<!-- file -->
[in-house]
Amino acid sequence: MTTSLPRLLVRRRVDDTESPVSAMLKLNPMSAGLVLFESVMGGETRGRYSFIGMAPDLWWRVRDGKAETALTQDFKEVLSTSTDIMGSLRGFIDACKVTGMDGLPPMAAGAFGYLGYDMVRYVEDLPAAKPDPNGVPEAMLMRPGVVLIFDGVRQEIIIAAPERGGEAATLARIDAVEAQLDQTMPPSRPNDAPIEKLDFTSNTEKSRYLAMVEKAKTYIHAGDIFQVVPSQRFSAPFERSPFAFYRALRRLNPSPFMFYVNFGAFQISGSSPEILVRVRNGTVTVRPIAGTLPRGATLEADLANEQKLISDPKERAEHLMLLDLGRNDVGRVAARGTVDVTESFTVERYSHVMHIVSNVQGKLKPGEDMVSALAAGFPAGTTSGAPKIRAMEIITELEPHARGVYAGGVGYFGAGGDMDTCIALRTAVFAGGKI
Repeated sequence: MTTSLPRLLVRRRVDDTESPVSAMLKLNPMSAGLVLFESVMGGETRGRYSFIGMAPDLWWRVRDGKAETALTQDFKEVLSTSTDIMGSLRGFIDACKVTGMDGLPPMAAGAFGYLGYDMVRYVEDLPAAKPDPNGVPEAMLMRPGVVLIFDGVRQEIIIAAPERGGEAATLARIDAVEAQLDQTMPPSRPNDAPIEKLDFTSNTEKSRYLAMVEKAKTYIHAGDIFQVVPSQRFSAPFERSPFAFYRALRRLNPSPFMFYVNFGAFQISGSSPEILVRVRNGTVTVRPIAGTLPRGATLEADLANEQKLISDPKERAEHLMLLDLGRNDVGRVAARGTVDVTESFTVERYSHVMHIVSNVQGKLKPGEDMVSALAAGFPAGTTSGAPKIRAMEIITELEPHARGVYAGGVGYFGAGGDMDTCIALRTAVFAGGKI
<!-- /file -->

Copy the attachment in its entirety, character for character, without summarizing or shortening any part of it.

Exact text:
[in-house]
Amino acid sequence: MTTSLPRLLVRRRVDDTESPVSAMLKLNPMSAGLVLFESVMGGETRGRYSFIGMAPDLWWRVRDGKAETALTQDFKEVLSTSTDIMGSLRGFIDACKVTGMDGLPPMAAGAFGYLGYDMVRYVEDLPAAKPDPNGVPEAMLMRPGVVLIFDGVRQEIIIAAPERGGEAATLARIDAVEAQLDQTMPPSRPNDAPIEKLDFTSNTEKSRYLAMVEKAKTYIHAGDIFQVVPSQRFSAPFERSPFAFYRALRRLNPSPFMFYVNFGAFQISGSSPEILVRVRNGTVTVRPIAGTLPRGATLEADLANEQKLISDPKERAEHLMLLDLGRNDVGRVAARGTVDVTESFTVERYSHVMHIVSNVQGKLKPGEDMVSALAAGFPAGTTSGAPKIRAMEIITELEPHARGVYAGGVGYFGAGGDMDTCIALRTAVFAGGKI
Repeated sequence: MTTSLPRLLVRRRVDDTESPVSAMLKLNPMSAGLVLFESVMGGETRGRYSFIGMAPDLWWRVRDGKAETALTQDFKEVLSTSTDIMGSLRGFIDACKVTGMDGLPPMAAGAFGYLGYDMVRYVEDLPAAKPDPNGVPEAMLMRPGVVLIFDGVRQEIIIAAPERGGEAATLARIDAVEAQLDQTMPPSRPNDAPIEKLDFTSNTEKSRYLAMVEKAKTYIHAGDIFQVVPSQRFSAPFERSPFAFYRALRRLNPSPFMFYVNFGAFQISGSSPEILVRVRNGTVTVRPIAGTLPRGATLEADLANEQKLISDPKERAEHLMLLDLGRNDVGRVAARGTVDVTESFTVERYSHVMHIVSNVQGKLKPGEDMVSALAAGFPAGTTSGAPKIRAMEIITELEPHARGVYAGGVGYFGAGGDMDTCIALRTAVFAGGKI